Ash Wednesday

posted by Mike on February 18th, 2015

“The love of God breaks through that fatal withdrawal into ourselves which is indifference.” —Pope Francis

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Lent: A time of prayer, fasting, almsgiving, and projects.

Project #1: What are you giving up for Lent this year?

This year I’m keeping it simple: no coffee.

Project #2: What extra meditations are you adding to your life this season?

I’m keeping it simpler than other years, but still a bit complicated. Inspired by Rod Dreher, and with the support of my Dante book club, I’ll be reading the Purgatorio (Divine Comedy, Part II).

Assuming all of the above goes according to plan, it should be a successful Lent. For those looking for more resources, Susan Stabile always posts great stuff. I am going to fight the temptation to browse these resources when I should be reading Dante. I will especially avoid spending too much time thinking about Forty for 40: A Literary Reader for Lent.

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Beginning the journey through Purgatory: Gustav Doré’s “Dante Kneeling Before Cato”

posted by Mike in Lent, Orthodoxy | on February 18th, 2015 | Permanent Link to “Ash Wednesday” | No Comments »

Discussion Series: Catholic Social Teaching

posted by Mike on July 22nd, 2012

7-9pm, five consecutive Wednesdays starting September 12, 2012. At SS. Francis & Therese Catholic Worker, 52 Mason St, Worcester, Massachusetts.

This fall, the Worcester Catholic Worker community is offering a series of weekly round-table discussions on the rich and evolving tradition of Catholic social teaching. Catholic Worker academics Michael Boover and Marc Tumeinski will give an introductory presentation.

Schedule of Presentations

  • Sept. 12: General introduction to the social teachings, their origin and themes
  • Sept. 19: Dignity and the Common Good
  • Sept. 26: Family Life, Property ownership
  • October 3: (The Feast of the Transitus) Sr. Rena Mae Gagnon of the Little Franciscans of Mary will present on St. Francis as an example of a preferential option for the poor.
  • October 10: Colonialism/Economic Development/Disarmament

For more than 120 years, Catholic popes, bishops, and Church Councils have issued documents on the social and political challenges of our time, including economic justice, nuclear disarmament, and the right relationships between individuals, communities, and their governments. But these critiques, seldom preached from the pulpit, are unknown to many Catholics and non-Catholics alike.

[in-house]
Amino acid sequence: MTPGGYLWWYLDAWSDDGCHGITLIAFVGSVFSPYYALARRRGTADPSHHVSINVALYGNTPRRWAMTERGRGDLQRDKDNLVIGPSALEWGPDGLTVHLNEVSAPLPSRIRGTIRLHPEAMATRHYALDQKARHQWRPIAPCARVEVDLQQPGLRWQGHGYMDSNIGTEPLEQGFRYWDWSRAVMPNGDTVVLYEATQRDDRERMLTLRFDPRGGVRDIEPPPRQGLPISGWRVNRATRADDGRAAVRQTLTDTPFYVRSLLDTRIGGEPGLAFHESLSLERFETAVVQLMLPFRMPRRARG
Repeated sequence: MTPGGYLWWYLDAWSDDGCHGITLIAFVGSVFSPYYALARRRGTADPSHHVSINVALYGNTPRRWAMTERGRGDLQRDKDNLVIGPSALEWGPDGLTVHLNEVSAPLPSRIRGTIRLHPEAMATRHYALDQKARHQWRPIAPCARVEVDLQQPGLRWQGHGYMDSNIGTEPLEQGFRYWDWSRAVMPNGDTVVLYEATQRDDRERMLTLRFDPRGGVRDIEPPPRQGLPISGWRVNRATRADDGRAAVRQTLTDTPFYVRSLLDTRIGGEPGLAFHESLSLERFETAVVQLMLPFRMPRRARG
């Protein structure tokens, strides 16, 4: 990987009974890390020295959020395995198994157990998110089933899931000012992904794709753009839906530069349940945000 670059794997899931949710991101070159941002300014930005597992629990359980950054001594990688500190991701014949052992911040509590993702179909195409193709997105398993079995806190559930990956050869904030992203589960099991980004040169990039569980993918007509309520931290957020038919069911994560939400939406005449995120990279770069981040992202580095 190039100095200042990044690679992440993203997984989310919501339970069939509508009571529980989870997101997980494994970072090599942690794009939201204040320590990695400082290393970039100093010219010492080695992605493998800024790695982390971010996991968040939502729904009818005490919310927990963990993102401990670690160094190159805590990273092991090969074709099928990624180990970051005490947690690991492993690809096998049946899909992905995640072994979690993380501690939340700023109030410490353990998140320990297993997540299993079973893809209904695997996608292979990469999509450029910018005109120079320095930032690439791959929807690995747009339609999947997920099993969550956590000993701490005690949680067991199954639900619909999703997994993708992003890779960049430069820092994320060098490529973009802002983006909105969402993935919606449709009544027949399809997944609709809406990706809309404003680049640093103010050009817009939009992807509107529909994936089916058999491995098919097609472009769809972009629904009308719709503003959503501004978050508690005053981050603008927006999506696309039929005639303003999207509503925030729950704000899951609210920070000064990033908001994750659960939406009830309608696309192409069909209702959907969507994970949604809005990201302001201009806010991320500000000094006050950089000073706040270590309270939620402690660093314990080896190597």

For example, did you know that in 1967 a papal encyclical warned about the problems of multi-nationals, free trade, and the growing divide between rich and poor? Or that way back in 1891 a pope advocated a living wage for workers?

We will look at the major themes and principles of Catholic social teaching and their expression in social movements and the lives of the saints. There will be ample time for discussion following each presentation, and of course refreshments. All are invited.

So if you are feeling discouraged by election rhetoric and the silence of many church leaders on social justice, then join us in the upstairs kitchen of 52 Mason Street as we consider life-giving concepts like the common good, solidarity, subsidiarity, and the dignity of the human person.

For updates, call 508-753-3588.

Holy Week church-hopping and other items

posted by Mike on April 23rd, 2011

The day before Holy Week began, I attended a wedding at St. Columba’s United Reformed Church in Oxford, UK. St. Columba’s is down an alley near some of the Oxford colleges. It’s a normal sort of church inside, with a vestibule and facade that make it look like an office building.

Most churches stand out. St. Columba’s is hidden. Attending church there was like going to a house mass—nobody walking past suspects you’re going to a sacred gathering.

(Best wishes to the bride and groom—your lovely wedding is an auspicious start to your lives together.)
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Installing lectors and eucharistic ministers, St. Peter’s Parish

posted by Mike on February 8th, 2011

This past Sunday, I was “installed” as a lector at St. Peter’s Parish. The ceremony consisted of a simple blessing with holy water at mass.

(Pictured: The newly-blessed lectors and eucharistic ministers of St. Peter’s.)

I lectored all through high school without an official blessing, so I’ve been poking around online to learn more about the significance of this ceremony.

Apparently there was a pre-Vatican II “minor order” for lectors, but this is not that. According to The Duties and Ministries in the Mass, I think my role is “a layperson who happens to be reading”:

101. In the absence of an instituted lector, other laypersons may be commissioned to proclaim the readings from Sacred Scripture. They should be truly suited to perform this function and should receive careful preparation, so that the faithful by listening to the readings from the sacred texts may develop in their hearts a warm and living love for Sacred Scripture.

At the same time the lectors were installed, eucharistic ministers were commissioned, which seems to be a more formal blessing from “Book of Blessings, chapter 63.”

Merry Christmas!

posted by Mike on January 7th, 2011